Why do we need it? 95% of children born deaf/HH have hearing parents who DO NOT know sign language.  Of these, only 2% of parents learn sign language well enough to communicate beyond a basic level.  Children enter school with a HUGE gap between their chronological age and their language age.  They start out from the beginning trying to learn to read a language they do not know well. (Beth Walker 2010)

What is the solution? It is always the parent's choice as to which pathway they want for their child - spoken language, total communication, combination.  With early identification and new hearing technology, there can absolutely be growth in the auditory portions of the brain even for children who are profoundly deaf.    However, there is no "quick fix".  Technological and medical devices only give children access to hearing - USE of this hearing depends on the therapy that they receive once they have been given this hearing potential. (Beth Walker 2010)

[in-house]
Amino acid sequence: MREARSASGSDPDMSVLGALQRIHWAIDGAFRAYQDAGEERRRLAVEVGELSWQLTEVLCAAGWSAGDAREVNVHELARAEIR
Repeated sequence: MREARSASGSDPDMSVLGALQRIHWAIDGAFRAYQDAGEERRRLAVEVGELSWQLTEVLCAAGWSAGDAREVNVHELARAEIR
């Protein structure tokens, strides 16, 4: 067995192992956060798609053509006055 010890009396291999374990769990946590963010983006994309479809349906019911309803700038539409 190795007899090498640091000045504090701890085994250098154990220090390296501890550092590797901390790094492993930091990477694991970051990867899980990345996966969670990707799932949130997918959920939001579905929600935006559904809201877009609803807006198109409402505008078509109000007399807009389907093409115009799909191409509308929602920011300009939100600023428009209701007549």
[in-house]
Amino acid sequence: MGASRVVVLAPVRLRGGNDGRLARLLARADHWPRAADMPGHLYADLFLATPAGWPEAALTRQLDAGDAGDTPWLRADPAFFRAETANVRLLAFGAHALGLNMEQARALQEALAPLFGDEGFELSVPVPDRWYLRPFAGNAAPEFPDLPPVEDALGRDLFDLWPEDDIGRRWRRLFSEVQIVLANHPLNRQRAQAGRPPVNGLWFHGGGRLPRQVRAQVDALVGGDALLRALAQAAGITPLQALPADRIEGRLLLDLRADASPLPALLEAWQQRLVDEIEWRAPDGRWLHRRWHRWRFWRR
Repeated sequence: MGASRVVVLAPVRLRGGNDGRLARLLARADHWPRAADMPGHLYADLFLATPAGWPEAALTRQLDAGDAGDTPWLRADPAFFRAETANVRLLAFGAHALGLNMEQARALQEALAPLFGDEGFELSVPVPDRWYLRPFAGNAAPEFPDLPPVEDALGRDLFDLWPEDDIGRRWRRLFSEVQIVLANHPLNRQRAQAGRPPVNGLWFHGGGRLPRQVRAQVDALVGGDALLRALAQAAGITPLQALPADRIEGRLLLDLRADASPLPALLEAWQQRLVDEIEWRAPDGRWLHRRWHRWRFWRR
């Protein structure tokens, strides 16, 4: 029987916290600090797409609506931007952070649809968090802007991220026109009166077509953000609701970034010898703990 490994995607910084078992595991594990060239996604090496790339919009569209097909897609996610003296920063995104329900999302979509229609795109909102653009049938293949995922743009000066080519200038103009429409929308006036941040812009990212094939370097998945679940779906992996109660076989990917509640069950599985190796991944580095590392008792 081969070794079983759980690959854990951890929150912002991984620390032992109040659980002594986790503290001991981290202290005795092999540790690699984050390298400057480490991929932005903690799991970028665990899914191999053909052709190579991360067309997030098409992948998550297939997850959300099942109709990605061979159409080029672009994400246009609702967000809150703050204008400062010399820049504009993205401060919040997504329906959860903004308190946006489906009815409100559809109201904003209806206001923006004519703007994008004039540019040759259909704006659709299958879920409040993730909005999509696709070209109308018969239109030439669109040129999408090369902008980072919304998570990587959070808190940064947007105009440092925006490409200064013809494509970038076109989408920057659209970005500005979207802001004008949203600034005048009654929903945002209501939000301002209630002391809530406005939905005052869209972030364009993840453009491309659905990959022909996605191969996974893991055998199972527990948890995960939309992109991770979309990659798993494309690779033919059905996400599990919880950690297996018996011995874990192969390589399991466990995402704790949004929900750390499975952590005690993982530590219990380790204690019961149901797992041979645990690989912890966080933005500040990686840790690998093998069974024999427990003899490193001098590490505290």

This therapy is extremely interesting to me and something I have worked to learn as much as possible about.  In my next post, we will explore Auditory-Verbal Principles.

Post any questions in the comments!


Hello and welcome to Speech Potion No. 8!

A little intro - my name is Karen and I am a Speech-Language Pathologist of 16 years.  I have been working with children for the past 14 years.  Starting in 2009, I began coursework in Auditory-Verbal Therapy for children with hearing loss.  Since that time, I have accrued over 200 hours of training.  I love working with children and specializing in working with children with hearing loss.